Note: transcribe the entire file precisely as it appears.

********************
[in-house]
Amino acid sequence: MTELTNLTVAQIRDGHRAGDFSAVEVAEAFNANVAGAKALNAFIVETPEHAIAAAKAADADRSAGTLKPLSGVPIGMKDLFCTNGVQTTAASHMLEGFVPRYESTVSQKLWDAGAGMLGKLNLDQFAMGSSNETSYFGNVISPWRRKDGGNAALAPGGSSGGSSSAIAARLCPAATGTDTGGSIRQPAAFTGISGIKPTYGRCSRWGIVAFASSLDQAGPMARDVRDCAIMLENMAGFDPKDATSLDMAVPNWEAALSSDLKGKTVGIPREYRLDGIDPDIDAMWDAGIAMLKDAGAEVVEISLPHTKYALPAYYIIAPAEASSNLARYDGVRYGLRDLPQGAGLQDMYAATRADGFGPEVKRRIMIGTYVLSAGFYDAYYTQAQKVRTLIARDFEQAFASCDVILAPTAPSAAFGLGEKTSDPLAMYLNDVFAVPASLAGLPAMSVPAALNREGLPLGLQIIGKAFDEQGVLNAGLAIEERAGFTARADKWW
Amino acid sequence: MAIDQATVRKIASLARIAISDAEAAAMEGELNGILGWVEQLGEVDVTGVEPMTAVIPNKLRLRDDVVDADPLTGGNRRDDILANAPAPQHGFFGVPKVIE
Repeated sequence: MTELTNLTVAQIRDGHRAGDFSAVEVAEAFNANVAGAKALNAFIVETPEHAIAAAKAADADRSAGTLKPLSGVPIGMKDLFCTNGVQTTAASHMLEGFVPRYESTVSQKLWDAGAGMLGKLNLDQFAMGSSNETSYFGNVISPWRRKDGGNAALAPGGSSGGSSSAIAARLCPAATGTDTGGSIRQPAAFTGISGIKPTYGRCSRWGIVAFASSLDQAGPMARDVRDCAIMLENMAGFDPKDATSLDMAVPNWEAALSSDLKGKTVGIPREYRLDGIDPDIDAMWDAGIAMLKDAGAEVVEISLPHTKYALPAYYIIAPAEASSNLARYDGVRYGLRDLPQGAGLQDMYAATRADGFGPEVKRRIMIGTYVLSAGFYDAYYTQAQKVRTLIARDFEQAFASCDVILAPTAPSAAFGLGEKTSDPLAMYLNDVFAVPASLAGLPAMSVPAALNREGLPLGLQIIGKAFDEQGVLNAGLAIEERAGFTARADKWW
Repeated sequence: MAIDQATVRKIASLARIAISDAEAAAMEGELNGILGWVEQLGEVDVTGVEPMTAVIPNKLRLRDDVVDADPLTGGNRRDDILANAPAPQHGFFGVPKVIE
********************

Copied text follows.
[in-house]
Amino acid sequence: MTELTNLTVAQIRDGHRAGDFSAVEVAEAFNANVAGAKALNAFIVETPEHAIAAAKAADADRSAGTLKPLSGVPIGMKDLFCTNGVQTTAASHMLEGFVPRYESTVSQKLWDAGAGMLGKLNLDQFAMGSSNETSYFGNVISPWRRKDGGNAALAPGGSSGGSSSAIAARLCPAATGTDTGGSIRQPAAFTGISGIKPTYGRCSRWGIVAFASSLDQAGPMARDVRDCAIMLENMAGFDPKDATSLDMAVPNWEAALSSDLKGKTVGIPREYRLDGIDPDIDAMWDAGIAMLKDAGAEVVEISLPHTKYALPAYYIIAPAEASSNLARYDGVRYGLRDLPQGAGLQDMYAATRADGFGPEVKRRIMIGTYVLSAGFYDAYYTQAQKVRTLIARDFEQAFASCDVILAPTAPSAAFGLGEKTSDPLAMYLNDVFAVPASLAGLPAMSVPAALNREGLPLGLQIIGKAFDEQGVLNAGLAIEERAGFTARADKWW
Amino acid sequence: MAIDQATVRKIASLARIAISDAEAAAMEGELNGILGWVEQLGEVDVTGVEPMTAVIPNKLRLRDDVVDADPLTGGNRRDDILANAPAPQHGFFGVPKVIE
Repeated sequence: MTELTNLTVAQIRDGHRAGDFSAVEVAEAFNANVAGAKALNAFIVETPEHAIAAAKAADADRSAGTLKPLSGVPIGMKDLFCTNGVQTTAASHMLEGFVPRYESTVSQKLWDAGAGMLGKLNLDQFAMGSSNETSYFGNVISPWRRKDGGNAALAPGGSSGGSSSAIAARLCPAATGTDTGGSIRQPAAFTGISGIKPTYGRCSRWGIVAFASSLDQAGPMARDVRDCAIMLENMAGFDPKDATSLDMAVPNWEAALSSDLKGKTVGIPREYRLDGIDPDIDAMWDAGIAMLKDAGAEVVEISLPHTKYALPAYYIIAPAEASSNLARYDGVRYGLRDLPQGAGLQDMYAATRADGFGPEVKRRIMIGTYVLSAGFYDAYYTQAQKVRTLIARDFEQAFASCDVILAPTAPSAAFGLGEKTSDPLAMYLNDVFAVPASLAGLPAMSVPAALNREGLPLGLQIIGKAFDEQGVLNAGLAIEERAGFTARADKWW
Repeated sequence: MAIDQATVRKIASLARIAISDAEAAAMEGELNGILGWVEQLGEVDVTGVEPMTAVIPNKLRLRDDVVDADPLTGGNRRDDILANAPAPQHGFFGVPKVIE